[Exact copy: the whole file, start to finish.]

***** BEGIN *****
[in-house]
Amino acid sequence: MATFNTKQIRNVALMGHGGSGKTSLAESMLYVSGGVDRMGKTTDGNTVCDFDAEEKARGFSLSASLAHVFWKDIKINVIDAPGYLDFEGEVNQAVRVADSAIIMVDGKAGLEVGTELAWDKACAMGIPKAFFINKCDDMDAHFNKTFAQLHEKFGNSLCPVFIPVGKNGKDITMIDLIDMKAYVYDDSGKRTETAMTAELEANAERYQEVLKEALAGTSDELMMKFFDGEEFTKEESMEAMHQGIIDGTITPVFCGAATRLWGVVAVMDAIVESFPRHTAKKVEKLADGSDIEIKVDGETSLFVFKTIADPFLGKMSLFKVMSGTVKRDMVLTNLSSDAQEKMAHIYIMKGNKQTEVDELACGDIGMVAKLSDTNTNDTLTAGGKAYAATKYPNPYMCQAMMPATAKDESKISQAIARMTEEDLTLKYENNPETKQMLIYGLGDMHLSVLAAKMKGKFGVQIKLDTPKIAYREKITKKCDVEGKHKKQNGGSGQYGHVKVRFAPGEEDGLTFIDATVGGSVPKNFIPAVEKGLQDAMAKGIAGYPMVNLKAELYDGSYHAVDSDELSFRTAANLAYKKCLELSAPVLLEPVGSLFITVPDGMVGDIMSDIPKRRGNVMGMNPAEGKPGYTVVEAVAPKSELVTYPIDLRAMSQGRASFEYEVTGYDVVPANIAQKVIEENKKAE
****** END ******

[in-house]
Amino acid sequence: MATFNTKQIRNVALMGHGGSGKTSLAESMLYVSGGVDRMGKTTDGNTVCDFDAEEKARGFSLSASLAHVFWKDIKINVIDAPGYLDFEGEVNQAVRVADSAIIMVDGKAGLEVGTELAWDKACAMGIPKAFFINKCDDMDAHFNKTFAQLHEKFGNSLCPVFIPVGKNGKDITMIDLIDMKAYVYDDSGKRTETAMTAELEANAERYQEVLKEALAGTSDELMMKFFDGEEFTKEESMEAMHQGIIDGTITPVFCGAATRLWGVVAVMDAIVESFPRHTAKKVEKLADGSDIEIKVDGETSLFVFKTIADPFLGKMSLFKVMSGTVKRDMVLTNLSSDAQEKMAHIYIMKGNKQTEVDELACGDIGMVAKLSDTNTNDTLTAGGKAYAATKYPNPYMCQAMMPATAKDESKISQAIARMTEEDLTLKYENNPETKQMLIYGLGDMHLSVLAAKMKGKFGVQIKLDTPKIAYREKITKKCDVEGKHKKQNGGSGQYGHVKVRFAPGEEDGLTFIDATVGGSVPKNFIPAVEKGLQDAMAKGIAGYPMVNLKAELYDGSYHAVDSDELSFRTAANLAYKKCLELSAPVLLEPVGSLFITVPDGMVGDIMSDIPKRRGNVMGMNPAEGKPGYTVVEAVAPKSELVTYPIDLRAMSQGRASFEYEVTGYDVVPANIAQKVIEENKKAE